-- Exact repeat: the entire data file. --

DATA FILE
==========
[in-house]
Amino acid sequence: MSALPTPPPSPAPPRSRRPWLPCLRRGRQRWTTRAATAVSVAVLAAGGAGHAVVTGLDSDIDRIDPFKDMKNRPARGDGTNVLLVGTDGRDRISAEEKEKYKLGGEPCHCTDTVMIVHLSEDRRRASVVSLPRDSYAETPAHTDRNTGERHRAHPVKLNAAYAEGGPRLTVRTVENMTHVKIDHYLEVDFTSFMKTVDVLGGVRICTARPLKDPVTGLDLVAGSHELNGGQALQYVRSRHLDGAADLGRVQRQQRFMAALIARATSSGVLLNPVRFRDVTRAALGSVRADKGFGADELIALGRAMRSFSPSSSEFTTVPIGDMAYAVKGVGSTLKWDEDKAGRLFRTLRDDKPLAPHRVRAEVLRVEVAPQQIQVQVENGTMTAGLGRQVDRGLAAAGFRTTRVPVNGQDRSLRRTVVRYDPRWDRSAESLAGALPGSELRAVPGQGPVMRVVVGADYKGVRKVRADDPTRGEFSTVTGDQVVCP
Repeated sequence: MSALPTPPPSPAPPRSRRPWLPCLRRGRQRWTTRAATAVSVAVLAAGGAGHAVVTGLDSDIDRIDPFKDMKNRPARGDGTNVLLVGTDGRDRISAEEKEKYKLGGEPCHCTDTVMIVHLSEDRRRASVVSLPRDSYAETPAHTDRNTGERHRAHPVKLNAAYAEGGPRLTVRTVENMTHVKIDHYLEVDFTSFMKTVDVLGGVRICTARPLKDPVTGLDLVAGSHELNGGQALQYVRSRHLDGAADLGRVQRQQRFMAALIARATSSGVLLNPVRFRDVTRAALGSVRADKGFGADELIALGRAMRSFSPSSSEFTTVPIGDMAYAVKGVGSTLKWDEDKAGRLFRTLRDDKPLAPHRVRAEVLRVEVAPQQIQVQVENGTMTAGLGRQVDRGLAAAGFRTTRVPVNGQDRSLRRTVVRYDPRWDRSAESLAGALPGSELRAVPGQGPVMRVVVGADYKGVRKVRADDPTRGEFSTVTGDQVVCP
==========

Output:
[in-house]
Amino acid sequence: MSALPTPPPSPAPPRSRRPWLPCLRRGRQRWTTRAATAVSVAVLAAGGAGHAVVTGLDSDIDRIDPFKDMKNRPARGDGTNVLLVGTDGRDRISAEEKEKYKLGGEPCHCTDTVMIVHLSEDRRRASVVSLPRDSYAETPAHTDRNTGERHRAHPVKLNAAYAEGGPRLTVRTVENMTHVKIDHYLEVDFTSFMKTVDVLGGVRICTARPLKDPVTGLDLVAGSHELNGGQALQYVRSRHLDGAADLGRVQRQQRFMAALIARATSSGVLLNPVRFRDVTRAALGSVRADKGFGADELIALGRAMRSFSPSSSEFTTVPIGDMAYAVKGVGSTLKWDEDKAGRLFRTLRDDKPLAPHRVRAEVLRVEVAPQQIQVQVENGTMTAGLGRQVDRGLAAAGFRTTRVPVNGQDRSLRRTVVRYDPRWDRSAESLAGALPGSELRAVPGQGPVMRVVVGADYKGVRKVRADDPTRGEFSTVTGDQVVCP
Repeated sequence: MSALPTPPPSPAPPRSRRPWLPCLRRGRQRWTTRAATAVSVAVLAAGGAGHAVVTGLDSDIDRIDPFKDMKNRPARGDGTNVLLVGTDGRDRISAEEKEKYKLGGEPCHCTDTVMIVHLSEDRRRASVVSLPRDSYAETPAHTDRNTGERHRAHPVKLNAAYAEGGPRLTVRTVENMTHVKIDHYLEVDFTSFMKTVDVLGGVRICTARPLKDPVTGLDLVAGSHELNGGQALQYVRSRHLDGAADLGRVQRQQRFMAALIARATSSGVLLNPVRFRDVTRAALGSVRADKGFGADELIALGRAMRSFSPSSSEFTTVPIGDMAYAVKGVGSTLKWDEDKAGRLFRTLRDDKPLAPHRVRAEVLRVEVAPQQIQVQVENGTMTAGLGRQVDRGLAAAGFRTTRVPVNGQDRSLRRTVVRYDPRWDRSAESLAGALPGSELRAVPGQGPVMRVVVGADYKGVRKVRADDPTRGEFSTVTGDQVVCP